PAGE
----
According to one aide familiar with the discussions, Manchin focused on his voting history during Tuesday's virtual meeting, while other participants objected to his pitting the For the People Act against the John Lewis bill, as well as his deference to a historical concept of bipartisanship.

Participants at Tuesday's meeting argued against Manchin's decision to pit the bill and the John Lewis law against each other, as well as his deference to a historical concept of bipartisanship.

The civil rights leaders intended to write a letter to Democratic and Republican Senate leaders outlining the differences between the For The People Act and the John Lewis bill.

The groups support both, but note that the John Lewis Act, as currently conceived, would only challenge future state election laws that discriminated on the basis of race, leaving voter suppression laws passed in 2021 and earlier in effect. The For The People Act, on the other hand, would overturn many provisions of those voter suppression laws passed since Trump's election defeat.

Participants at the meeting also disputed Manchin's assertion that civil rights or voting rights legislation must be bipartisan, pointing out that the 14th and 15th Amendments to the Constitution were passed on partisan votes, as were a number of civil rights laws enacted after the Civil War.

This is not the first time Manchin, who is 73 and may not run for reelection, has met with activists to discuss legislation he opposes. In February, civil rights leaders and union organizers pushed Manchin to support raising the minimum wage to $15 an hour, but he did not change his position.

The Rev. William Barber, the leader of the Poor People's Campaign who hosted Moral Monday protests in North Carolina and was also at Manchin's minimum wage meeting, announced a "Moral March" in West Virginia on June 14, followed by a rally in Washington on June 23, to target Manchin for his opposition to voting rights and a $15 minimum wage.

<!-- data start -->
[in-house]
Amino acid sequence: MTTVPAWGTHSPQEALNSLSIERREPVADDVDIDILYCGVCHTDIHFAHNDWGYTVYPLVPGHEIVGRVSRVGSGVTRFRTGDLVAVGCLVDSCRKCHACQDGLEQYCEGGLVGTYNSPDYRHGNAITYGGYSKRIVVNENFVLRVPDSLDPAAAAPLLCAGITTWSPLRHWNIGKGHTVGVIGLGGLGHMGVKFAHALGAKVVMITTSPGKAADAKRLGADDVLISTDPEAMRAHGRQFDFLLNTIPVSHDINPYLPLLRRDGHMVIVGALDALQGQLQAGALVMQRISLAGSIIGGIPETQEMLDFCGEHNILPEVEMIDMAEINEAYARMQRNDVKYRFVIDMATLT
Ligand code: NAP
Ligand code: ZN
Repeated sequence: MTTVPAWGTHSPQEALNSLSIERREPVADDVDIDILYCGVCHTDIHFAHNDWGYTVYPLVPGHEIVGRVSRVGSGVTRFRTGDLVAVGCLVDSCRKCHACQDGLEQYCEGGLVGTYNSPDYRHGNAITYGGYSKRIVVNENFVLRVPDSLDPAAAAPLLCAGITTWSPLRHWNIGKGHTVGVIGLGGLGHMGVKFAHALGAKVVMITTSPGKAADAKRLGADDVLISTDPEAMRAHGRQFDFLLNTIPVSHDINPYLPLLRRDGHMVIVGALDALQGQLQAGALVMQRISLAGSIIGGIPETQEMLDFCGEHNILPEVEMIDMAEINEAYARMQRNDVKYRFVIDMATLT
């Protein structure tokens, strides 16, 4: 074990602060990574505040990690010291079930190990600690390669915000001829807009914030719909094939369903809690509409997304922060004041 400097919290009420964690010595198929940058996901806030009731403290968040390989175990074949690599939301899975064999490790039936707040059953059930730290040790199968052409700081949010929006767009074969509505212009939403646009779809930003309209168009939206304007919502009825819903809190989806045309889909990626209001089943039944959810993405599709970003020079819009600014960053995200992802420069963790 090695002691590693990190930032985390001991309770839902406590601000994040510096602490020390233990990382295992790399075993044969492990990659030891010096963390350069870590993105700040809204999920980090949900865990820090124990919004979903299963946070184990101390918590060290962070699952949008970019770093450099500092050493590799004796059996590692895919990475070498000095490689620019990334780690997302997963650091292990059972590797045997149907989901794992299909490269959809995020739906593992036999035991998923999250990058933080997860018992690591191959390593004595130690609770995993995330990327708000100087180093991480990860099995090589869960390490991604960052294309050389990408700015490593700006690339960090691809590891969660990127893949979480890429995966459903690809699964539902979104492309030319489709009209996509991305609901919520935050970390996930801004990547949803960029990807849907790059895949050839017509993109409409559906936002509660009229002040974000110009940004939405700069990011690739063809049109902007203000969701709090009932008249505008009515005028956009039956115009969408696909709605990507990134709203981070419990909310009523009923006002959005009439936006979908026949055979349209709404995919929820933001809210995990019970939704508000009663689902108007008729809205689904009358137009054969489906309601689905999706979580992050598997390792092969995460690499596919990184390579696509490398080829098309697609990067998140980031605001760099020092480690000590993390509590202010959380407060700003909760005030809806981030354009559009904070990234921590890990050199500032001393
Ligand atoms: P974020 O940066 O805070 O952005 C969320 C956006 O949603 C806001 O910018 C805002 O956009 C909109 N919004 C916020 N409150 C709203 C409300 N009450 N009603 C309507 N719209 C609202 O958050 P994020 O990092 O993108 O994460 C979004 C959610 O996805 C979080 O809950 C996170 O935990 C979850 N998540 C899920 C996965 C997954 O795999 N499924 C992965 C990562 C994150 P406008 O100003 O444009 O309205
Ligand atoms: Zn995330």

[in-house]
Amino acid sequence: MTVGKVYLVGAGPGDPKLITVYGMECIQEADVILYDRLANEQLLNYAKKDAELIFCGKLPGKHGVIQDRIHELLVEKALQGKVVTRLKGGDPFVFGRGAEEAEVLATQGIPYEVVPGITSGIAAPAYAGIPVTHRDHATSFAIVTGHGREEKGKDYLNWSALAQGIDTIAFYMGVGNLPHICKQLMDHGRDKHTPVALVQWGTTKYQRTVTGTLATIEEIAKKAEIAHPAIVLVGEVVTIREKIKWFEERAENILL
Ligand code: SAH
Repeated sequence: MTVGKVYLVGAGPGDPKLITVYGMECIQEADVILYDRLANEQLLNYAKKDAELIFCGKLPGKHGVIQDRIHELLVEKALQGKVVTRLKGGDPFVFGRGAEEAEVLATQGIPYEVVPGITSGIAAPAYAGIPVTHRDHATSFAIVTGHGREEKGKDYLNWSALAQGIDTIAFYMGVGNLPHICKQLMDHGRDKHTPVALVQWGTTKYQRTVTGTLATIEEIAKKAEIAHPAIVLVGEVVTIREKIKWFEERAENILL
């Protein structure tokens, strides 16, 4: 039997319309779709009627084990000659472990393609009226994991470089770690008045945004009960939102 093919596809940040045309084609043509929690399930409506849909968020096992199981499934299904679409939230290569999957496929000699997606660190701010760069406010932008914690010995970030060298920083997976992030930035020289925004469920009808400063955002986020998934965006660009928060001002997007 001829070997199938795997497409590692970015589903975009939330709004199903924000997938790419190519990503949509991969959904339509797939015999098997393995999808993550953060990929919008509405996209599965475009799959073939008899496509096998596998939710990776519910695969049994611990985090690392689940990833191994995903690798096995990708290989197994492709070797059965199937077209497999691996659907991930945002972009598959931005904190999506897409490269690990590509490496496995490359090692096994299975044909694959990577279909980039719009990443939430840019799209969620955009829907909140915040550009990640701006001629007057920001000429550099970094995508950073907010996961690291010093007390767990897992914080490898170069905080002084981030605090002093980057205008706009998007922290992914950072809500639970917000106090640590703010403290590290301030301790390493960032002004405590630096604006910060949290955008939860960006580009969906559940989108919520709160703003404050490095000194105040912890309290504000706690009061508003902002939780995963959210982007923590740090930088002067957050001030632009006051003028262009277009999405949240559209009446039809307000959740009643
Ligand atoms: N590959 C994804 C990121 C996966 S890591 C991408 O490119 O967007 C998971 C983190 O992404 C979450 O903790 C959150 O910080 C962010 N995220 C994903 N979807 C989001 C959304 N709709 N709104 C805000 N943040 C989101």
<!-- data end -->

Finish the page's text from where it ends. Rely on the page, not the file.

Civil rights leaders must remember that the people want the VRA and the For The People Act restored. Do not let Manchin off the hook by claiming that his support for the VRA is a victory; it is a ruse. — Rev. Dr. William J. Barber II (@RevDrBarber) June 7, 2021

House Speaker Nancy Pelosi said in a letter to Democratic lawmakers Tuesday that the John Lewis Voting Rights Act, which is being rewritten to avoid legal challenges, will not be ready for a vote in the House until the fall.

“It is not a substitute for H.R. 1, the For the People Act,” Pelosi wrote.

Members of the House Congressional Black Caucus blasted Manchin on Monday, alleging that he has joined the Republican filibuster of the For The People Act.

“By being an obstructionist, he is doing the Republican Party’s work,” said Rep. Jamaal Bowman (D-NY).

Manchin told reporters on Tuesday that he understands the "disappointment."

House Majority Whip James Clyburn (D-SC) said Monday that Manchin should allow the Senate to vote on the bill up or down and not join Republicans in filibustering it.

“This democracy is at a crossroads,” Clyburn said, adding, “and he better stop playing with it because if you are all for preserving the integrity of this great country, you will be preserving the right of the people to vote, which is what Manchin is playing with.”